Year of the Horse

    In drawing comic books, there is a little-known and oft-maligned job known as an “inker.” While the penciller sketches out the original images in pencil, the inker uses black ink to refine the images, sharpening lines, adding shadows and clarifying the focus.

    Now comic books and folk music don’t tend to have much to do with each other, but in the case of Horse Feathers’ Justin Ringle and Peter Broderick, penciller and inker might be the best analogy to describe the relationship between the two.

    While Ringle’s reedy, melancholy tenor and finger-picked guitar paint in broad strokes on the duo’s first release, Words Are Dead, it’s the multi-instrumentalist Broderick who brings the whole picture into focus.

    ”Some of the songs on this record I’d already been playing and Peter kind of rearranged them,” Ringle said. “Sometimes I would write whole songs and we would just tweak them a little bit. Peter would figure out additional accompaniment, mostly in the studio.”

    ”[Justin] would come with a basic idea and we would figure out how to put it all together,” Broderick added.

    The union between the two began a little over a year ago, after Broderick heard a demo of two of Ringle’s songs recorded by Ringle’s friend, Kevin O’Connor (of Talkdemonic, and Lucky Madison Records). Ringle, who had moved to Portland from Idaho a year before, had been playing a few modest shows by himself, already under the moniker Horse Feathers, when O’Connor, a friend and former bandmate from college, encouraged him to begin taking his music more seriously.

    ”I couldn’t get a job and I was just playing music in my room and being lazy mostly. For, like, four or five months. I wasn’t doing anything, really,” Ringle said. “[Kevin] was kind of the one who was like, ‘You should go out and be more ambitious with this.'”

    Broderick tracked Ringle down through the awesome power of the internet, and a collaboration was born.

    The knock against inkers, as humorously pointed out in Kevin Smith’s Chasing Amy, is that they’re really just glorified tracers. The job, of course, is more complicated than that, but Broderick also seems comfortable in his supporting role to Ringle’s songwriting. The pair seems to be keenly aware of the roles they play, the counterbalance they provide each other.

    ”We have kind of different places we come from,” Ringle said.

    ”I don’t think that Justin listens to very much music,” said Broderick, a self-professed obsessive and often-fickle music geek. “I think he is influenced less by other musicians than by experiences that he has.”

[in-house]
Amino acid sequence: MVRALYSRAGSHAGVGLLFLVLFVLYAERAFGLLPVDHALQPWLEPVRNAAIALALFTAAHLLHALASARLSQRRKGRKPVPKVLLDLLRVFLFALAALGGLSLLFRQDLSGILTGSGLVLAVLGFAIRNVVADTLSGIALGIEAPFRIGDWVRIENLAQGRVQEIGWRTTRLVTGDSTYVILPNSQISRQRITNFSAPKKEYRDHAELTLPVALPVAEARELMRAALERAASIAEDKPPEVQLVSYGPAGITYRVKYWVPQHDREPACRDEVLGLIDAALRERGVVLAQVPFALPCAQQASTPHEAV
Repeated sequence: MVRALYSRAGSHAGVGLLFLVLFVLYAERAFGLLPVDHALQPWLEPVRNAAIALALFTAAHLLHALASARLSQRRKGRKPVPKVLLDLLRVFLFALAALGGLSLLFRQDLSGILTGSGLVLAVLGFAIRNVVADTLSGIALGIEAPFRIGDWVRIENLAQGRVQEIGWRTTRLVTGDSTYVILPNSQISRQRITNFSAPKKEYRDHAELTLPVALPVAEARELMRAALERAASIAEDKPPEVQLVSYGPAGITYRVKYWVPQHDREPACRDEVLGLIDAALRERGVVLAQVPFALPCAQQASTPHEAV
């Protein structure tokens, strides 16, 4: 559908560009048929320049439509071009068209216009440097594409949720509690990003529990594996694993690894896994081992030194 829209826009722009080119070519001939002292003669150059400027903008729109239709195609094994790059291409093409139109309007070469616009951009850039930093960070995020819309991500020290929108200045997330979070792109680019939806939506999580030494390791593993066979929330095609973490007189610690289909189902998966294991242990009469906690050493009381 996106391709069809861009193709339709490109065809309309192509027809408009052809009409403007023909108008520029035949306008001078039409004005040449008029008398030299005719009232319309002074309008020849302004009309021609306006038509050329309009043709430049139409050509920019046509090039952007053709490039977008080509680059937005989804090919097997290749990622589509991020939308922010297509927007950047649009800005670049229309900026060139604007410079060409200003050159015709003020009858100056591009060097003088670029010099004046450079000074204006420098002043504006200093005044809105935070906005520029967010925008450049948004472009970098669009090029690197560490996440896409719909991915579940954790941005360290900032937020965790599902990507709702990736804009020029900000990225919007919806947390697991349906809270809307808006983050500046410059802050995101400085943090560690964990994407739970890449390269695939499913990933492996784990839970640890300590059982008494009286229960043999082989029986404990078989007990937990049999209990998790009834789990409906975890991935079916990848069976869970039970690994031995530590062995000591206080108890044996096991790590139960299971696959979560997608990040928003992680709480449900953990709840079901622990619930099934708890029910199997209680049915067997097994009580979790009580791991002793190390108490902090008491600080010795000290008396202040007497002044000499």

”I don’t really write lyrics down. I don’t, like, write lyrics and then write a song. I’ll just sing for a long time, and then I’ll put it together and make associations,” Ringle said. “The mood is more important to me than the words. I think some of the lyrics, aside from the music, aren’t that evocative.”

    On tracks like “Finch on Saturday and Honest Doubters,” it’s Broderick’s vast instrumental tool kit, which includes, violin, cello, mandolin, banjo and even musical saw, that really draws out the emotional timbre and sense of immediacy hidden in the shadows of Ringle’s songwriting. But he also knows when to step back and let Ringle’s ethereal tenor and the bare, brooding imagery of his lyrics shine on tracks like “Blood on the Snow” or “Walking & Running.”

    ”I’m really interested in arrangements and sounds. Mostly I’m trying to listen to what would fit best,” Broderick said. Finding the right instrumentation isn’t an exact science. “Sometimes it’s like, OK, we have seven violin songs, let’s try something else,” he said.

    ”In our live set now I’m doing violin, banjo, mandolin and saw, and a little bit of percussion,” Broderick said. “I find that a lot of instruments are really similar; like, there are things that you strum – guitars, mandolins and banjos – and then percussion stuff is just hitting things.”

    Perhaps Broderick’s comfort comes from the fact that it’s just one of many, many musical projects he is wrapped up in at the moment.

    ”I have a hard time focusing on what I like about music the best,” Broderick said. “Sometimes I will write a song on the guitar with words, and sometimes I like focusing on more instrumental music.”

    When the pair met with me on Sunday, Broderick had just returned from a two-week tour with Loch Lomond, a Portland rock outfit headed by songwriter Ritchie Young, with whom Broderick and Ringle often play.

    Along with Horse Feathers and Loch Lomond, Broderick also plays with Laura Gibson, Norfolk & Western, and Nick Jaina, and still finds time to compose solo work as well.

    For both Ringle and Broderick, Horse Feathers is just one expression of a larger musical community to which they both belong, and in which the lines between groups are often blurred, if they exist at all.

    ”I think the community thing has definitely been a big topic of discussion. We have so many members that are shared and all of us have been switching around,” Ringle said. “We’re playing a show in Astoria this weekend that’s like, Loch Lomond, Laura Gibson, John Weinland, and Horse Feathers. The personnel changes between those bands are pretty crazy.”

    ”It’s like the same band with a different songwriter,” Broderick added.

    With all their commitments, it’s amazing that they find time for Horse Feathers at all, a problem that may become highlighted by the success of the Words, which became record label Lucky Madison’s second best-selling record ever in just one week after it’s release on Sept. 26.

    ”We’ve been getting offered a lot of shows. I don’t even think we have the capacity to play a lot of them just because of scheduling and stuff,” Ringle said.

    The duo is making plans for a major tour some time early next year, but if you don’t want to wait you can catch them next week at the official release party for Words Are Dead, at Holocene on Oct. 19.